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COMPUTATION OF RELATIVE STRENGTH OF TEST BARS.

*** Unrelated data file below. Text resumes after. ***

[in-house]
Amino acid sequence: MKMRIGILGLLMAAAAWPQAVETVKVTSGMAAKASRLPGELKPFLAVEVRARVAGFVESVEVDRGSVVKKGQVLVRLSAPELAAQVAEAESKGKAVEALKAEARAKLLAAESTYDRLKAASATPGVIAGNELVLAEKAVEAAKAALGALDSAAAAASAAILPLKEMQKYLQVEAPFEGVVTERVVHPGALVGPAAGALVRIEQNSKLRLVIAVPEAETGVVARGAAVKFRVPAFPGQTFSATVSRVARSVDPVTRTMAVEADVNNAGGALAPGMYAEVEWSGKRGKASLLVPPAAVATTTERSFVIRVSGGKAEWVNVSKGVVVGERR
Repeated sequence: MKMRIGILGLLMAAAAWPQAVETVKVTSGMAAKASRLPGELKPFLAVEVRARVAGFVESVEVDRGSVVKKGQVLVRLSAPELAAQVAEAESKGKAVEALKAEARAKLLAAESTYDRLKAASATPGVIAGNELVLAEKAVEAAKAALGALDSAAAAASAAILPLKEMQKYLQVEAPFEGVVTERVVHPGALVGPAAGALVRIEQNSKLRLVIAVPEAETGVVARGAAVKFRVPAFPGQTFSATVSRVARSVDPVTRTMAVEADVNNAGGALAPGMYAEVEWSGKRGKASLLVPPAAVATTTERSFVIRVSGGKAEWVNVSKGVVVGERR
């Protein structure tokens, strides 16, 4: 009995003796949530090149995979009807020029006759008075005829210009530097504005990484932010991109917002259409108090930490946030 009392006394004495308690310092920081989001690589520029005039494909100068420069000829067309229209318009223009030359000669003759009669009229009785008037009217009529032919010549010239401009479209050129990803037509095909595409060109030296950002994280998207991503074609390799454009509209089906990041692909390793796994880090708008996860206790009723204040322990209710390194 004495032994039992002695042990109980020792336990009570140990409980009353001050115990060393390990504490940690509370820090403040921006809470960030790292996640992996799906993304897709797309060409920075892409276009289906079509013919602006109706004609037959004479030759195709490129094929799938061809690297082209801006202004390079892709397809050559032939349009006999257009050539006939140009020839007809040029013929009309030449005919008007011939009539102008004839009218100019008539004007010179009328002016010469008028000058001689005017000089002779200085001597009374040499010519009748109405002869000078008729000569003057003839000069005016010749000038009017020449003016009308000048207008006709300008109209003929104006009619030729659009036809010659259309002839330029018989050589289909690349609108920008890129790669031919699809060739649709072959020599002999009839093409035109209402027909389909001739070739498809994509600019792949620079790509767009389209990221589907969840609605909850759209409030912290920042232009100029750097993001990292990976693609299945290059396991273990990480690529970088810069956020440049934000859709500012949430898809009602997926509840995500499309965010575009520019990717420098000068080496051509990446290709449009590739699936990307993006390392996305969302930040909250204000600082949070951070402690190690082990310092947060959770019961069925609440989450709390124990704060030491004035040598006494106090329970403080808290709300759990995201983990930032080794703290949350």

The rule for computing the relative strength of test bars (see page 476) is to divide the breaking load by the area of the bar, at its point of fracture. It is to be understood that this rule can be applied only to bars of the same length and cross section, or made from the same pattern, in sizes or areas to equal i)^, inch to 2l/> inches diameter or such bars as shown .on pages 536 and 573, for the purpose of making comparisons of any difference that may exist in the area of test bars made from off the same pattern, due to a straining, etc., of the mould in which the bars were cast. While the compilation derived by the rules in Table 99, page 476, are placed under the head of " Strength per square inch " in most of the Tables of tests in this work, such is given as a matter of form, or for relative comparisons, and not as absolute strength per square inch. The author has presented the rule given in Table 99 for the reason that it is the simplest for ordinary shop testing, and takes better cognizance of the practical elements for everyday use in a standard bar than any other formula of which he has knowledge. Whatever systems are advanced for making relative comparisons in the transverse or tensile strength of iron, no matter what size of a bar we use, be it of one inch, two inches, or three inches urea, square or round, the author claims that none should be recognized asulphur oi" brimstone was plaeed in the ladle after No. 30 had been poured. The* whit<* rin# at II, No. 29, shows the hardening effect of sulphur.aragraph.